Following Erdogan's Friday tirade, lashing out at Western countries for issuing a joint letter demanding the immediate release of jailed Turkish billionaire philanthropist businessman and opposition politician Osman Kavala, which was followed by the president's threat that he had ordered ten ambassadors - including the US - to be deemed 'persona non grata' by Turkey's government, the Turkish lira weakened to another record low against the dollar after electronic trading reopened early in the Asian session.
Around 4pm ET Sunday afternoon, the lira tumbled 1.6% to a new record low against the dollar of 9.73 at the opening of Asian trading; this following the bigger-than-expected rate cut on Thursday despite rising inflation which sparked a furious selloff in the country's currency as the move was widely derided as a dramatic and reckless and followed's Erdogan's erratic firing of three central bankers the week prior.
The non grata designation targeted the ambassadors of US, Germany, France, Canada, Denmark, Finland, the Netherlands, Sweden, Norway, and New Zealand. Meanwhile, Turkish opposition leaders slammed Erdogan's lashing out against the United States embassy and other allied Western countries as nothing but a major effort at distraction from Turkey's economic tailspin and disaster in the making:
Kemal Kilicdaroglu, leader of the main opposition CHP, said Erdogan was "rapidly dragging the country to a precipice."
"I worry ... for Turkish financial markets on Monday. The lira will inevitably come under extreme selling pressure," said veteran emerging market watcher Tim Ash at BlueBay.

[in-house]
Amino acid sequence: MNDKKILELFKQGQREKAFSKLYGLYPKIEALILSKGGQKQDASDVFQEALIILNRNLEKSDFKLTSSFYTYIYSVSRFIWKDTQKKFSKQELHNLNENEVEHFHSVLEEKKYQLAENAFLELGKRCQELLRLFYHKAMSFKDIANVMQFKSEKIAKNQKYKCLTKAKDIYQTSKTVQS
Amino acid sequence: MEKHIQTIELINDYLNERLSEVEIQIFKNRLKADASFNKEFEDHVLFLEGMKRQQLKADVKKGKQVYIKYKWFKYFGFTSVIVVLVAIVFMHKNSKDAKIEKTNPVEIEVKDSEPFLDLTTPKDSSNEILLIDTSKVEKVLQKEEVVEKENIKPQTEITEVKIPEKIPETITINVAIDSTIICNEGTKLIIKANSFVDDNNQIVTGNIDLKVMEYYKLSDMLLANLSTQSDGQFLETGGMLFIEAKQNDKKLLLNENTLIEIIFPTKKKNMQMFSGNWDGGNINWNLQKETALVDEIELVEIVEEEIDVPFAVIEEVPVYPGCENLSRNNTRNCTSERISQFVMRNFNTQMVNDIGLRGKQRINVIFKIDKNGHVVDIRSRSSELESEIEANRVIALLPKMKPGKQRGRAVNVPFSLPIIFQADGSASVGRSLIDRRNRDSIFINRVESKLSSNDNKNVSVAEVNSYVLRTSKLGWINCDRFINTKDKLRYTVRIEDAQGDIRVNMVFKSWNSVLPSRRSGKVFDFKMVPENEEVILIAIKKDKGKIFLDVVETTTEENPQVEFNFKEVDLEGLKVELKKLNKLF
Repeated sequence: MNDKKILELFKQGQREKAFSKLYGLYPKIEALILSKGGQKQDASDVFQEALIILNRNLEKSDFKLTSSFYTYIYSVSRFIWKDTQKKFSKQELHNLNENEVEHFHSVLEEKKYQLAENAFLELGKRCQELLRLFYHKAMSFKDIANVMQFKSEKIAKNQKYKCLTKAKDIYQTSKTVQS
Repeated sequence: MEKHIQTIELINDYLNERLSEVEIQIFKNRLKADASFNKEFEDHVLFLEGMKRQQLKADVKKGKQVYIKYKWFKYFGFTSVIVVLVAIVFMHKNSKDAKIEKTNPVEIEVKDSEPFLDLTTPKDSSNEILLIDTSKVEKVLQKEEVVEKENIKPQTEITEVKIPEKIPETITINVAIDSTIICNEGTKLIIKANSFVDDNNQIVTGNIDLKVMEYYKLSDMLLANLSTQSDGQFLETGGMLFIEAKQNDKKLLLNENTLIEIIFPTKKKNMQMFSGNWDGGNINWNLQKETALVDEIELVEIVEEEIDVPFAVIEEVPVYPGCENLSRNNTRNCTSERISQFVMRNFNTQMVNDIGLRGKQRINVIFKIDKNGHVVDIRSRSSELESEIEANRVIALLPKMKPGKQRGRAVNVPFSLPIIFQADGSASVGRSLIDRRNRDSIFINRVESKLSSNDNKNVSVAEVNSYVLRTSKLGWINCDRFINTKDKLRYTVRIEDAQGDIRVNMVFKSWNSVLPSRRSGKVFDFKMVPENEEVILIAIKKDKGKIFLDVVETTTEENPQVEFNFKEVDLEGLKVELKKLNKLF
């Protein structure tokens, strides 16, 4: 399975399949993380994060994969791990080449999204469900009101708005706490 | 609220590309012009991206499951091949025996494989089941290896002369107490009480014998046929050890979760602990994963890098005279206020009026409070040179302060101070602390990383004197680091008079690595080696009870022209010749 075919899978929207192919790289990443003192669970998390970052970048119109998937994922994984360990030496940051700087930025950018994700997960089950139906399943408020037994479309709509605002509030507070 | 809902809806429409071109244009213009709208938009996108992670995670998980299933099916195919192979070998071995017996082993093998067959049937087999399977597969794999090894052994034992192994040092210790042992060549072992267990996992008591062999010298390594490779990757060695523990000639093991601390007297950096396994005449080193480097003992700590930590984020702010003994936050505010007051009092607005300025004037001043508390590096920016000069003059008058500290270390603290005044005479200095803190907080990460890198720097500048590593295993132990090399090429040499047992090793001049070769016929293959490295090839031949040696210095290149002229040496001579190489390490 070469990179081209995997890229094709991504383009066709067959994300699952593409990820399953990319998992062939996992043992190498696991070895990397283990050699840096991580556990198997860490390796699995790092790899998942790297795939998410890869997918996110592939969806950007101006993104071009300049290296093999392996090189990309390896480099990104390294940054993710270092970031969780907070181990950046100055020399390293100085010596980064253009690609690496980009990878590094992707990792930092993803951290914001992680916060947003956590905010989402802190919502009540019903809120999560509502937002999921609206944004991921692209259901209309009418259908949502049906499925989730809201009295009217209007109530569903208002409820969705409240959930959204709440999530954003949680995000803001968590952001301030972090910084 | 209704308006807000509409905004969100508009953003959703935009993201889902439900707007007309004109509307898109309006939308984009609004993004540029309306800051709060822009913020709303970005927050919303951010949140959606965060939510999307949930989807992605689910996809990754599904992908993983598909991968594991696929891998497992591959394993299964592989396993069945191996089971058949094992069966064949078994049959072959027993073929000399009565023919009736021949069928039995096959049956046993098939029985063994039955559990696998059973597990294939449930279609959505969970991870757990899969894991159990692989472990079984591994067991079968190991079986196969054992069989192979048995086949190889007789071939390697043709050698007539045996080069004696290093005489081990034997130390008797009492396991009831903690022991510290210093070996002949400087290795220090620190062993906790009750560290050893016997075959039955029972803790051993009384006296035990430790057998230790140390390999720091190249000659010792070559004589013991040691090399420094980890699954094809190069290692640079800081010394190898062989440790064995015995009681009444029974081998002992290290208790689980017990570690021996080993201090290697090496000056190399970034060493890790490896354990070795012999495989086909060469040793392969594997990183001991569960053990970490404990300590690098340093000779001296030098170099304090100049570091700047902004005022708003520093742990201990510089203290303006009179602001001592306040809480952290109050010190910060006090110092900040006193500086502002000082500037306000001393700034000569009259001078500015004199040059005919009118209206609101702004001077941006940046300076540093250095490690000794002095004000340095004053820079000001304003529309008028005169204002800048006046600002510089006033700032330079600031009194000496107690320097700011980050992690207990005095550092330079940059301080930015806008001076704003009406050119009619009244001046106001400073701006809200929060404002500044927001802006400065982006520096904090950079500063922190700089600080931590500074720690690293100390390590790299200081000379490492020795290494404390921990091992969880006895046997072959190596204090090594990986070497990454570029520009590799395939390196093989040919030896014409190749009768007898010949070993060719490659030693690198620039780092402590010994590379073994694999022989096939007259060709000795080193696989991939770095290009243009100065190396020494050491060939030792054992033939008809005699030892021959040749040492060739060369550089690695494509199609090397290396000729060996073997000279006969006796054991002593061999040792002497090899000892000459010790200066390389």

"And we all know that (Central Bank Governor Sahap) Kavcioglu has no mandate to hike rates, so the only defense will be spending foreign exchange reserves the CBRT does not have."
Typically such a designation of foreign ambassadors results in their prompt expulsion from the country, but as of Sunday night that doesn't appear to have happened yet, suggesting this may be yet more jawboning from Erdogan. It wouldn't be the first time the president has failed to follow up on his threats: in 2018, he said Turkey would boycott U.S. electronic goods in a dispute with Washington. Sales were unaffected. Last year, he called on Turks to boycott French goods over what he said was President Emmanuel Macron's "anti-Islam" agenda, but did not follow through.
As Reuters adds, citing a diplomatic source, a decision could be taken at Monday's cabinet meeting and that de-escalation was still possible. Erdogan has said he will meet U.S. President Joe Biden at next weekend's G20 summit in Rome. Erdogan has dominated Turkish politics for two decades but support for his ruling alliance has eroded ahead of elections scheduled for 2023, partly because of high inflation.
Emre Peker, from the London-based consultancy Eurasia Group, said the threat of expulsions at a time of economic difficulties was "at best ill-considered, and at worst a foolish gambit to bolster Erdogan's plummeting popularity".
"Erdogan has to project power for domestic political reasons," he said.
Erdogan's anger erupted after the ambassadors of Canada, Denmark, France, Germany, the Netherlands, Norway, Sweden, Finland, New Zealand and the United States issued a joint statement on Oct. 18, calling for a just and speedy resolution to Kavala's case, and for his "urgent release".
Soner Cagaptay from the Washington Institute for Near East Policy tweeted: "Erdogan believes he can win the next Turkish elections by blaming the West for attacking Turkey -- notwithstanding the sorry state of the country's economy."